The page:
One Army Reservist Tells It Like It Is

Yesterday we celebrated the 102nd Anniversary of the Army Reserves.  To honor that anniversary, sixty soldiers in the Army Reserve reenlisted at the fifth annual National Capitol Reenlistment Ceremony on Capitol Hill.  Visit the “My Army Reserve” for pictures and a special message from Lt. Gen. Jack Stultz, Chief Army Reserve and Commander Army Reserve Command.

But what exactly is life like for the men and women of the Army Reserves?  We asked one Reservist – Ronald Cameau – to shed some light on his experiences…

USO: Army Reserve – it’s probably a term that people hear a lot, but what does it actually mean as far as where and how you serve?
Ronald Cameau: A reservist is a Service Member who serves in a branch of the military in a part-time capacity (minimum one weekend a month, two full weeks a year) or in a time of war (which is when you become “Active Duty”). With regards to location for the Reservist, we are typically assigned to a unit that is within 50 miles from our home.

USO: Why did you join in the first place?
RC: I wanted to join the Army Reserve without having a full-time obligation to the military, to learn IT skills that would help me be successful.  Being a part of the military is a means to make my resume look good, and lastly, patriotism.

Army Reservists Ronald Cameau flies over Camp Bucca, Iraq in 2005.

USO: What’s the toughest part about integrating back into your non-military life?
RC: I have two perspectives of integrating back into civilian life. My 1st deployment was in 2005 and I was single with no child, so my integration back into my full-time “civilian” life was somewhat normal. I guess my only issue was reintegrating with friends and figuring out what the latest style of clothes were.

My second deployment in 2008 I was married and just had a baby. My integration back was somewhat difficult. When I left, my son was 10 months (not talking or walking… and I missed his first birthday). When I get home he’s talking and walking. I had to reintegrate myself into my family who has already had a setup routine without me around. My son also only called me by my first name. This is sometimes the normal way of life for Active Duty military, but it was hard for us.  My wife wasn’t used to being a “military spouse” because my Reserve status kept me living a “regular” life.  But when the deployment came around, it was hard.  Transitioning was difficult.

My normal Reservist schedule is serving one weekend per month, and two weeks during the summer.  Its a really simple schedule. My family is used to it and we plan around it.

USO: What’s the most rewarding experience you’ve had as an Army Reservist?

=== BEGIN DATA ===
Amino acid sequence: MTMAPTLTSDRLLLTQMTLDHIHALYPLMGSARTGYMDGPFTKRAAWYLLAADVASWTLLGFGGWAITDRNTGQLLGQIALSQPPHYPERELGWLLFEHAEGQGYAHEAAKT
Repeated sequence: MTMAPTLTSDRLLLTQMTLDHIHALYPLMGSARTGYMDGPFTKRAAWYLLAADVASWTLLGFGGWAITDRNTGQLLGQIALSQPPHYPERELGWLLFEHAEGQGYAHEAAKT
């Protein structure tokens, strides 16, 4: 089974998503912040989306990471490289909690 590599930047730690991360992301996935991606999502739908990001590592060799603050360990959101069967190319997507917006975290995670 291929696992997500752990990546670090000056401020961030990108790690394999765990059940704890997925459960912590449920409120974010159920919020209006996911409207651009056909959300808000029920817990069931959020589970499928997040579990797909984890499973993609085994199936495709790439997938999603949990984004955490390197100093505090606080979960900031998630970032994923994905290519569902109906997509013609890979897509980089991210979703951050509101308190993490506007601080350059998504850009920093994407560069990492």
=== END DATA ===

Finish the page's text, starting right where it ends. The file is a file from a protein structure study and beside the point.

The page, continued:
RC: Earning the skills and credentials that I can apply to the civilian world. I also really feel like I’m a productive citizen. The ability to serve my nation in response to the terror attacks of 9/11 (which I was directly affected by because I was in the Pentagon near a window on the side where the plane hit) also meant a lot to me.

USO: Any advice on those who are deciding between the Reserves and the “regular” Army?
RC: Active Duty = regular army. We are both Army…
If you if want to stay a civilian but serve your country I would do the Reserves. If you want travel the world and want to make a career out of the military as a full-time occupation, then do Active Duty.  There are pros and cons to both choices, but it really depends on the type of lifestyle you want for you and your family.

Ronald is the proud husband to USO communications specialist Patrice Cameau.  The opinions expressed in this blog are solely those of Ronald Cameau nd do not necessarily reflect those of the USO.

Zac Brown Band Bonus Pics!

As you know, the Zac Brown Band recently returned from their first USO Tour in the Persian Gulf.  And it was a smashing success!  Not only did they choose to spend time with the Troops instead of attending the Academy of Country Music Awards (although those were fantastic, too), they’ve partnered with Ram Trucks on “Letters for Lyrics” and will soon premiere a video (or two) of their tour.  We’ll have the latest for you when it’s available.

In the meantime, we wanted to share a bonus batch of pictures from their time overseas.  Enjoy!

The Zac Brown Band performs a USO concert before more than 2,500 U.S. troops at Holt Memorial Stadium at Balad Air Base in Iraq, on April 18, 2010. This is the band's second USO tour. (USO Photo by Erick Anderson)

Country music singer Zac Brown and his band graciously receive a challenge coin from Brigadier General Franklin of the United States Air Force just moments before performing a USO concert at the Holt Memorial Stadium at Balad Air Base in Iraq, April 18, 2010. This is the band's second USO tour, having performed for troops at Fort Hood in late 2009. (USO Photo by Erick Anderson)

Country music singer Zac Brown receives a warm welcome from a K-9 unit dog during a USO meet and greet in Kirkuk, Iraq, on April 17, 2010. During the week-long USO tour, Brown and his band visited multiple combat outposts including Camp Buehring, Camp Striker and FOB Tal Abtah. (USO Photo by Erick Anderson)

Country music singer Zac Brown gets up close and personal with troops during a USO show in Mosul, Iraq, on April 16, 2010. This is Brown's third USO tour. (USO Photo by Erick Anderson)

Band frontman Zac Brown signs a guitar for Specialist Vanele Dacosta of New Milford, CT, in Baghdad, Iraq, on April 15, 2010. During the USO meet and greet at Camp Striker, Brown and his band mingled with troops and extended their heartfelt thanks. (USO Photo by Erick Anderson)

The Zac Brown Band performs an acoustic USO show just outside the barracks at Forward Operating Base Tal Abtah, located just outside of Mosul, Iraq, on April 16, 2010. Standing around the band listening to them perform are soldiers belonging to the 1-64 AR, 2nd Brigade, 3rd Infantry Division. (USO Photo by Erick Anderson)